Thursday, January 22, 2015

Desert Botanical Garden, Phoenix, Arizona: Part 2 (2014 edition)

Part 1 of this three-part series on the Desert Botanical Garden (DBG) in Phoenix, AZ ended at the Desert Portal, the fat red dot on the trail map below (borrowed from the DBG web site).

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Trail map © 2015 Desert Botanical Garden, Phoenix, AZ

Let’s walk on to the Center for Desert Living Trail, the purple trail that takes offs to the right. In the words of the DBG, “this trail showcases ideas and strategies that demonstrate useful, sustainable and harmonious ways to work with nature in the desert environment.”

I think of this section as a residential demonstration garden—things you can do and plants you can plant as a homeowner in a desert climate. There’s also an herb garden and an edible garden; they didn’t look all that attractive in late December so I didn’t photograph them.

Following are a few snippets of things I found interesting in this corner of the garden. There’ll be more photos in my upcoming “agaves at the DBG” post.

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Aloe marlothii in Chinese pot

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Agaves and santolinas

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Yucca rostrata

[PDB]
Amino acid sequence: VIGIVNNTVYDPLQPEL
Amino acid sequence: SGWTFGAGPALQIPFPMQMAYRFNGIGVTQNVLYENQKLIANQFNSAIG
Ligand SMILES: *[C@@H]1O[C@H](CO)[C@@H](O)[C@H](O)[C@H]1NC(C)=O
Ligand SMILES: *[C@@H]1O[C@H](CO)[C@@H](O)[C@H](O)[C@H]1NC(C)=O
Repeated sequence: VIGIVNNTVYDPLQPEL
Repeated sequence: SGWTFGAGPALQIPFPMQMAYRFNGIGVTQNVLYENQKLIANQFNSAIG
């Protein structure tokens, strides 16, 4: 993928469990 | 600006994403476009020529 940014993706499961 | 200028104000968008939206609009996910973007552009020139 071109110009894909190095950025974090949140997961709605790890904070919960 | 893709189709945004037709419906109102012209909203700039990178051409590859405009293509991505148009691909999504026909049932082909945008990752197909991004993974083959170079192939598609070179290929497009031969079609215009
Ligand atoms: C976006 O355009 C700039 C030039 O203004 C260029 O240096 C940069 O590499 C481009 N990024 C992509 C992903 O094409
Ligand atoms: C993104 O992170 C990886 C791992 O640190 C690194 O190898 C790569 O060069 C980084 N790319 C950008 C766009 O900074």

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Agave ovatifolia

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LEFT: Agave americana   RIGHT: Metal statue (forgot to write down the name of the piece or artist)

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Golden barrel sun dial

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Aloidendron ‘Hercules’

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Bougainvillea spectabilis

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Slipper plant (Pedilanthus macrocarpus) with some cristate (crested) growth

Now we’re back on the Desert Discovery Loop Trail, approaching the Webster Center. This is where we find several impressive specimens of cardon (Pachycereus pringlei), the signature cactus of the Baja California peninsula. The cardon and the saguaro look somewhat similar, but the cardon grows both faster and taller than the saguaro. In fact, the cardon is one of the tallest cactus species in the world.

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Cardon (Pachycereus pringlei)

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Cardon (Pachycereus pringlei)